I had heard so much about this film for so long that I was almost certain to be let down by it. It looked terrible and despite his ruminating on various topics, I was just not engaged. Reading descriptions of what it was about and what he was doing was more interesting and enjoyable than actually watching the film. That happens sometimes, no?
WOW. That was riveting! I'm deepening my love of Orson Welles, and his personality is on display here. The last segment on Picasso was particularly masterful, as Orson plays with the 'truthful' nature of documentary itself. Also just fun to see him thriving in his European circles. :D Oja Kodar is a major babe!
Art as some sort of great truth is only for the confused intellectuals. The magicians who create this art, living in high castles, know that they are forgers and liars. Atleast that's how it is today. The best part of this essay is Orson's 2 minute monologue about the anonymous architects of Chartres Cathedral who designed it as a celebration of human spirit and the newfound vanity and hubris of people everywhere.
Welles takes his raw footage, and squeezes from a slight tale of coincidence a whole host of questions about artistic worth. He has fun playing around with the new quick cut, soft focus aesthetic too, producing some pretty haunting effects. Heretical thought: Is the sequence with Oja Kodar Welles attempting to show his erstwhile protoge Jess Franco how you make pop art inflected erotic Euroschlock?
There's so many layers and Orwell makes it look easy. A second viewing and a wall graph of the events was needed just for me to keep up. For some this is Orwell's final masterpiece and to other an editor's bible on how to structure a film with multiple plots and themes that revolve around the art of fakery with Orwell calmly narrating through the process of this documentary, making of and semi autobiographical work.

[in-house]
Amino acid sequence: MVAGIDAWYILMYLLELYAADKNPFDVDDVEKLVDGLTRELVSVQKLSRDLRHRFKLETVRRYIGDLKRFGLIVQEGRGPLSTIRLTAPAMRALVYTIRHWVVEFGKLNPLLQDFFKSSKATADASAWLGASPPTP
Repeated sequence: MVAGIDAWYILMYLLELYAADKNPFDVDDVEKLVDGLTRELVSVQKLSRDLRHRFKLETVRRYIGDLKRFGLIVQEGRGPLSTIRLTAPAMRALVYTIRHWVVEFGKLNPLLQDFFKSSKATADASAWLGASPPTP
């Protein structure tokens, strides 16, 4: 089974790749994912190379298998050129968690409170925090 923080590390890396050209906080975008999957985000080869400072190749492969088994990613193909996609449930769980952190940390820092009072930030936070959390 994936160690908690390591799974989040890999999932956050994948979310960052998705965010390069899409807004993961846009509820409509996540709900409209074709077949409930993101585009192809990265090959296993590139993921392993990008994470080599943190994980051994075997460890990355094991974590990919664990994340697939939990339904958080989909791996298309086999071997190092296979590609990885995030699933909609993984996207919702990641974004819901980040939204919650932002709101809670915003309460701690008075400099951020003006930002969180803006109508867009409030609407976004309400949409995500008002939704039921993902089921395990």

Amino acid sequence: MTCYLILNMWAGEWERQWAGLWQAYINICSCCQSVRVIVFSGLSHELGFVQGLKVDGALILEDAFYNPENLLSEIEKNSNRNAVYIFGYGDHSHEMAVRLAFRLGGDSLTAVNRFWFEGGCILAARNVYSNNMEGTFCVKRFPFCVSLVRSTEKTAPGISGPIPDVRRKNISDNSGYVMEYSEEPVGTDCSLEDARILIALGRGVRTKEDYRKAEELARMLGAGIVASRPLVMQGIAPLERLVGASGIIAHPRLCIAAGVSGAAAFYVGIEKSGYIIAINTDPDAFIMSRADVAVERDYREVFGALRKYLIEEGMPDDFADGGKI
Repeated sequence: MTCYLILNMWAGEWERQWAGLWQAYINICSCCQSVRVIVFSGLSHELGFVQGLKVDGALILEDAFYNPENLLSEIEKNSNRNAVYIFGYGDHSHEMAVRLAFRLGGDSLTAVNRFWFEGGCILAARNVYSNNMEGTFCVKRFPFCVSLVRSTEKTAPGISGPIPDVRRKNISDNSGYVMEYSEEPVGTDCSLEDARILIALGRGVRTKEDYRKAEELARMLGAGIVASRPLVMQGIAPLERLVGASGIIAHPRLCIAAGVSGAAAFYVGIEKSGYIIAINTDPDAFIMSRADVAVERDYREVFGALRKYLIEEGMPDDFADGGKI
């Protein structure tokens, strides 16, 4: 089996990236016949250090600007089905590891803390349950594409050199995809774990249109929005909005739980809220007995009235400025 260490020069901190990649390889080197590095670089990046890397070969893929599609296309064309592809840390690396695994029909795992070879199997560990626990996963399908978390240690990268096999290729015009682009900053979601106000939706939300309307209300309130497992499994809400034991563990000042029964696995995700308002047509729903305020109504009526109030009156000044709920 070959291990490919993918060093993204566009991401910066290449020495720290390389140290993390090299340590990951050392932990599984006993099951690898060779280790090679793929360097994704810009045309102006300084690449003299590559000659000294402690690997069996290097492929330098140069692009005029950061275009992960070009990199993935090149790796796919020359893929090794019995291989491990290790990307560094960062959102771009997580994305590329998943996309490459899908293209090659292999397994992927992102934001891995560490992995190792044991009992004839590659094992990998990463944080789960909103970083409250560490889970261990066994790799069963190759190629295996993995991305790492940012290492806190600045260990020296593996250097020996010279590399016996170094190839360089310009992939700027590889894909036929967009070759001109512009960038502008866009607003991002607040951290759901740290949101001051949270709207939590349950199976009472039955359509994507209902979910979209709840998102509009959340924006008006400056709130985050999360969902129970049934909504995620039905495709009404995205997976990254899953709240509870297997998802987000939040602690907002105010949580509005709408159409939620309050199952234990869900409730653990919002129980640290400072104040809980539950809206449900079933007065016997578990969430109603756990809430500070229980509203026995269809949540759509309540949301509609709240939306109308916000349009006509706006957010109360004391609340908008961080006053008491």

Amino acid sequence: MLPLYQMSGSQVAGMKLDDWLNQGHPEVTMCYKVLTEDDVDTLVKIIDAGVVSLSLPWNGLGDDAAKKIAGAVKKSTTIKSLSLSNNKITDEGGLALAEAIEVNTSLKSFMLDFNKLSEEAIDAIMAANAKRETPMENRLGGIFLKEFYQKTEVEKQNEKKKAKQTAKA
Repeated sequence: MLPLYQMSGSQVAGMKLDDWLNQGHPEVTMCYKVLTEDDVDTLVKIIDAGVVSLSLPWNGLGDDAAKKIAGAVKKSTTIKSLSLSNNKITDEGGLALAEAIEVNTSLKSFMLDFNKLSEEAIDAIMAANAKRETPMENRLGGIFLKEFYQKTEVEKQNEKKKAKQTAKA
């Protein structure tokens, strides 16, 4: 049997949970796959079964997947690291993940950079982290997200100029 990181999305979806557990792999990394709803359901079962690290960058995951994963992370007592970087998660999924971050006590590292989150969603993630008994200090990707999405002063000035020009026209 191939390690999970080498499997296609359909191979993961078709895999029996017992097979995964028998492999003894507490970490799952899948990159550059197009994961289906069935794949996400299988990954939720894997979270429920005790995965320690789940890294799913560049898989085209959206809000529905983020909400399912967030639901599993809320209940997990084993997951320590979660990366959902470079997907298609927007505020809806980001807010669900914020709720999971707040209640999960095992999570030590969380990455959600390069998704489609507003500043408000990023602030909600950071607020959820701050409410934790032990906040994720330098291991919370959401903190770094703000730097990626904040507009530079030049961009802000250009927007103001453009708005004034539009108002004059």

In the epilogue of "El Hacedor", Borges says that that is his most personal book, not because it's confessional, but precisely because it's the one with the largest amount of mirrors, doubles and lies. The same thing happens here. Through the many masks Welles uses, he makes explicit the very fabric of his work - and the foundations of the man himself. This is a film of immensurable honesty and beauty.
Clever and charming cinematographic experimentation with the unique Orson Welles’touch. Powerful magical, illusonary tendency in art (mainly the speculative, avant-garde modern art) and in cinema (the art of lies by excellence). Morality : don’t trust the experts and don’t be fooled by the marketing fraud.
Authentic masterpiece from one of the greatest 'forgers' of cinematic truth, who, like Elmyr, holds dear whatever he attempts to forge and imitate. Ultimately, Welles' venomous humor targets not 'authenticity' as such but the community of experts and their arrogance in resorting to authenticity as a criterion whilst forging it as part of their role and profession. The end of a rhapsodic era in a genuine work of art!
After a career of being blackballed and ostracized by his puppet masters, walrus Welles has the last laugh in examining the validity of “art” (as a mode of commodity in pulling the wool over eyes of the masses) by exposing the industry amusingly in a swiftly cut, structurally fresh yet entirely coherent film essay. What better way to affix the main thesis than in a comedic coda provoking an all-time con-artist?